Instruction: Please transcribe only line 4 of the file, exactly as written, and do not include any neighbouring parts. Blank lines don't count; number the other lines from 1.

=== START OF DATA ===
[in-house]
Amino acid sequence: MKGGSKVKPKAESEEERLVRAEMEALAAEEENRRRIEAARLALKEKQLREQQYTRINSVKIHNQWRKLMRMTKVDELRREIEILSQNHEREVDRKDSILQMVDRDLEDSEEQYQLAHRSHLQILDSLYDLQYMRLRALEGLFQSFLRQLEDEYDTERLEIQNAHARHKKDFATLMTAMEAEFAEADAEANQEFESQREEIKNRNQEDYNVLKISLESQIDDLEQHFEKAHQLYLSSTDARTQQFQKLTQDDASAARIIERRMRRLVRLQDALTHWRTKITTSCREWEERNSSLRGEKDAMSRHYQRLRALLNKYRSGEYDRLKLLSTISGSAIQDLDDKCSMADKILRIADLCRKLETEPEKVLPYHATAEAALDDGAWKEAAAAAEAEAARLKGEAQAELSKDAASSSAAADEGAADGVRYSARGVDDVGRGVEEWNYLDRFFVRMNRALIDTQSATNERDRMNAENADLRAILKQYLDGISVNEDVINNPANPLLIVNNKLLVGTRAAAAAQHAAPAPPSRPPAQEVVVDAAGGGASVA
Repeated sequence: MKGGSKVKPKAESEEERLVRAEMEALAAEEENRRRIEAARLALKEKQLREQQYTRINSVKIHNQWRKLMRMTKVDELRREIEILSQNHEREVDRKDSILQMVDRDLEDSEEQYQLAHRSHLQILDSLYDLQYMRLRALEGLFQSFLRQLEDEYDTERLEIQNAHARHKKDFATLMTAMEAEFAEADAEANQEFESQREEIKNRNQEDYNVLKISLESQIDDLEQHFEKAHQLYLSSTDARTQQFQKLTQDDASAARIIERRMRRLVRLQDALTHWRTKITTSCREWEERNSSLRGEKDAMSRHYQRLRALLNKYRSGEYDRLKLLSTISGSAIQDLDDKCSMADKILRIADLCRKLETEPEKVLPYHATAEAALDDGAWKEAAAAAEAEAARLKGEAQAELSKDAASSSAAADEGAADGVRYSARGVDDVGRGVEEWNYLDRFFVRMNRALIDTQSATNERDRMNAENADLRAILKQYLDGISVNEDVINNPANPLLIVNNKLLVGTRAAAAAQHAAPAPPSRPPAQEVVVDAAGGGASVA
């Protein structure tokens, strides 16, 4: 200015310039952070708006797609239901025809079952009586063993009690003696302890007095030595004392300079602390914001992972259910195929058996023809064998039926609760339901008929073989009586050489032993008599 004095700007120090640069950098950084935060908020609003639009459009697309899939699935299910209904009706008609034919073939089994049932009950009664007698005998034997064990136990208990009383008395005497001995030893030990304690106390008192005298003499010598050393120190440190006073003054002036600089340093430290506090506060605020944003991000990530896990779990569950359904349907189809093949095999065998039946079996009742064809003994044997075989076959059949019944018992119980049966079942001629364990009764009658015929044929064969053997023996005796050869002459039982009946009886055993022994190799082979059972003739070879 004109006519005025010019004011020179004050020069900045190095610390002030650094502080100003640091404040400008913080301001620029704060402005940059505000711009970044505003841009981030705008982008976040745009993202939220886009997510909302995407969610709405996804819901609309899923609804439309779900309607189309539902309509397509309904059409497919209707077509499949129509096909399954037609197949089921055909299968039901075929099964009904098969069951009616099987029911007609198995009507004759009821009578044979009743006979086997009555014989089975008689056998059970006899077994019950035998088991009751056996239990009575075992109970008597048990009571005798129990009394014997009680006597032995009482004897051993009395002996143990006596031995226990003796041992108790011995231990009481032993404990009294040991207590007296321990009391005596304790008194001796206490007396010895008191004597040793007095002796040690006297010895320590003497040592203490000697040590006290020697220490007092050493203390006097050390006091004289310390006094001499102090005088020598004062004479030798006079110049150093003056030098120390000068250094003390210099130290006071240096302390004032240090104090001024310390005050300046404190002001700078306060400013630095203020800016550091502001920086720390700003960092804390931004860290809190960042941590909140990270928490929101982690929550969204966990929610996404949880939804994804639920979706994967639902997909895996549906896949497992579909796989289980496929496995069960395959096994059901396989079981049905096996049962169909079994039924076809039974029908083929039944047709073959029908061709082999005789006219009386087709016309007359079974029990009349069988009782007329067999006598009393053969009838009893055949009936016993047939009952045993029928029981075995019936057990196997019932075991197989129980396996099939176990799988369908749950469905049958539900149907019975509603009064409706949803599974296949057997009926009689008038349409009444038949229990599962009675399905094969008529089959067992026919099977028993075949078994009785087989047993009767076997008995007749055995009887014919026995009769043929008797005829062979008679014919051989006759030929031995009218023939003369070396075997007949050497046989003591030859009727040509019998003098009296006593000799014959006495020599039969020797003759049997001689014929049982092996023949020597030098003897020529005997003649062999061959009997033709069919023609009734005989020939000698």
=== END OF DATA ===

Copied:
């Protein structure tokens, strides 16, 4: 200015310039952070708006797609239901025809079952009586063993009690003696302890007095030595004392300079602390914001992972259910195929058996023809064998039926609760339901008929073989009586050489032993008599 004095700007120090640069950098950084935060908020609003639009459009697309899939699935299910209904009706008609034919073939089994049932009950009664007698005998034997064990136990208990009383008395005497001995030893030990304690106390008192005298003499010598050393120190440190006073003054002036600089340093430290506090506060605020944003991000990530896990779990569950359904349907189809093949095999065998039946079996009742064809003994044997075989076959059949019944018992119980049966079942001629364990009764009658015929044929064969053997023996005796050869002459039982009946009886055993022994190799082979059972003739070879 004109006519005025010019004011020179004050020069900045190095610390002030650094502080100003640091404040400008913080301001620029704060402005940059505000711009970044505003841009981030705008982008976040745009993202939220886009997510909302995407969610709405996804819901609309899923609804439309779900309607189309539902309509397509309904059409497919209707077509499949129509096909399954037609197949089921055909299968039901075929099964009904098969069951009616099987029911007609198995009507004759009821009578044979009743006979086997009555014989089975008689056998059970006899077994019950035998088991009751056996239990009575075992109970008597048990009571005798129990009394014997009680006597032995009482004897051993009395002996143990006596031995226990003796041992108790011995231990009481032993404990009294040991207590007296321990009391005596304790008194001796206490007396010895008191004597040793007095002796040690006297010895320590003497040592203490000697040590006290020697220490007092050493203390006097050390006091004289310390006094001499102090005088020598004062004479030798006079110049150093003056030098120390000068250094003390210099130290006071240096302390004032240090104090001024310390005050300046404190002001700078306060400013630095203020800016550091502001920086720390700003960092804390931004860290809190960042941590909140990270928490929101982690929550969204966990929610996404949880939804994804639920979706994967639902997909895996549906896949497992579909796989289980496929496995069960395959096994059901396989079981049905096996049962169909079994039924076809039974029908083929039944047709073959029908061709082999005789006219009386087709016309007359079974029990009349069988009782007329067999006598009393053969009838009893055949009936016993047939009952045993029928029981075995019936057990196997019932075991197989129980396996099939176990799988369908749950469905049958539900149907019975509603009064409706949803599974296949057997009926009689008038349409009444038949229990599962009675399905094969008529089959067992026919099977028993075949078994009785087989047993009767076997008995007749055995009887014919026995009769043929008797005829062979008679014919051989006759030929031995009218023939003369070396075997007949050497046989003591030859009727040509019998003098009296006593000799014959006495020599039969020797003759049997001689014929049982092996023949020597030098003897020529005997003649062999061959009997033709069919023609009734005989020939000698």